While Smith and his wife are the Jazz’s majority owners, he also brings a cadre of powerful tech veterans to the new ownership team in minority positions. Those include Mike Cannon-Brookes, fellow tech entrepreneur and co-founder of Australian software titan Atlassian, and Ryan Sweeney, partner at one of the preeminent Silicon Valley venture capital firms and Qualtrics investor, Accel.
Smith and the owners’ group have a combined mountain of expertise when it comes to growing top brands and he sees a huge window of opportunity for his Utah-based team to leverage the success the state is experiencing in other areas of business.
“We’re having a once-in-a-generation tech boom in Utah,” Smith said. “Companies are exiting super-cities and are making their way to other places ... and Utah is one of those places.”
Smith said the confluences go beyond Utah’s borders and even the wider region, noting he’s been getting congratulations from around the world and sees the NBA’s 100-million-strong fanbase as the addressable market when it comes to growth potential for his new team.
While his role as owner is newly cast, Smith has long-running ties with both the Jazz and the NBA administration. Smith co-founded the “5 For The Fight” philanthropic effort and its logo has been featured on the Jazz jersey since 2017. The 5 For The Fight campaign is focused on eradicating cancer by supporting groundbreaking cancer research and has raised more than $26 million. The patch, donated to 5 For The Fight by Qualtrics, is the first philanthropic jersey patch in the history of North American professional sports.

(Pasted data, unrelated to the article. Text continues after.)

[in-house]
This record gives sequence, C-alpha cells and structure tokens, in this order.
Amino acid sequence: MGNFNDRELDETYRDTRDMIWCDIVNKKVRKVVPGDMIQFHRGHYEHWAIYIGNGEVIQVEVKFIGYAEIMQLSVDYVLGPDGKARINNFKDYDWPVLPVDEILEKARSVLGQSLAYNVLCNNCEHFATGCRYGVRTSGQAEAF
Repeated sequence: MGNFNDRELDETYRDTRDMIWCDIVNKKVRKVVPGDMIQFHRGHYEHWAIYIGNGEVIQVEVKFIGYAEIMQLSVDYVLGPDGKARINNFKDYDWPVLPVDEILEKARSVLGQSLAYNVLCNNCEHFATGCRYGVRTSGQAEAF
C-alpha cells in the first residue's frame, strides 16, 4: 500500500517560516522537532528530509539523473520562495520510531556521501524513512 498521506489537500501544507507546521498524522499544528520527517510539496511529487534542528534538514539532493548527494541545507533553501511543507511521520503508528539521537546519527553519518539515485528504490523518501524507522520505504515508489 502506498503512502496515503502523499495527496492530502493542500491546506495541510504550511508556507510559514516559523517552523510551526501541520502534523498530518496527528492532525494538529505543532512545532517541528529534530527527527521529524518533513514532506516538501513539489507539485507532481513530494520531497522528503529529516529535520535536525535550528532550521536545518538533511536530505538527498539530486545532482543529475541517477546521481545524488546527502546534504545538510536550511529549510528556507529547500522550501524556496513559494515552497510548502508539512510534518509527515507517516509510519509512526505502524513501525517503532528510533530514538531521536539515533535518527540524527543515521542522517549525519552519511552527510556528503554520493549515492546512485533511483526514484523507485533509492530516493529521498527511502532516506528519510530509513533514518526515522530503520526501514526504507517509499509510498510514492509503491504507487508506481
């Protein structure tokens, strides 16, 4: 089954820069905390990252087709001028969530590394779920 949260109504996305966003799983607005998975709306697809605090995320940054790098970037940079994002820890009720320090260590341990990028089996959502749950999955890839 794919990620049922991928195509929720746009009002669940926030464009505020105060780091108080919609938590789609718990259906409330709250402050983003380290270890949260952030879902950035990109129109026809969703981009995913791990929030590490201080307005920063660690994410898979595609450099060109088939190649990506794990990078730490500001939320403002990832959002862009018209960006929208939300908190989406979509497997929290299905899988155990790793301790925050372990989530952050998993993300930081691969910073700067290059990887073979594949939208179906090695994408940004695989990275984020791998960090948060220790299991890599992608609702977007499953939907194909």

Qualtrics has counted the NBA among its clients for years and Smith featured NBA Commissioner Adam Silver as a keynote speaker at the company’s annual X4 user conference in 2019.
On Friday, Silver celebrated both new Jazz owners and the dynasty built and tended for decades by the Miller family.
“Ryan Smith is a forward-thinking, community-minded entrepreneur and business leader who will be a fantastic addition to our league,” Silver said in a statement. “As a lifelong fan of the Utah Jazz and more recently as one of their key marketing partners, Ryan has demonstrated his deep commitment to the Jazz and the Utah community and there’s no doubt he will bring that same level of dedication to the operation of the team.
“We are also extraordinarily appreciative of Gail Miller, Greg Miller and the Miller family for 35 years of outstanding leadership and service and, on behalf of the entire NBA, thank them for always running a first-class organization in every way.”
Correction: An earlier version incorrectly stated that Larry Miller brought the New Orleans Jazz to Salt Lake City in 1979. Miller became a part owner of the team in 1985.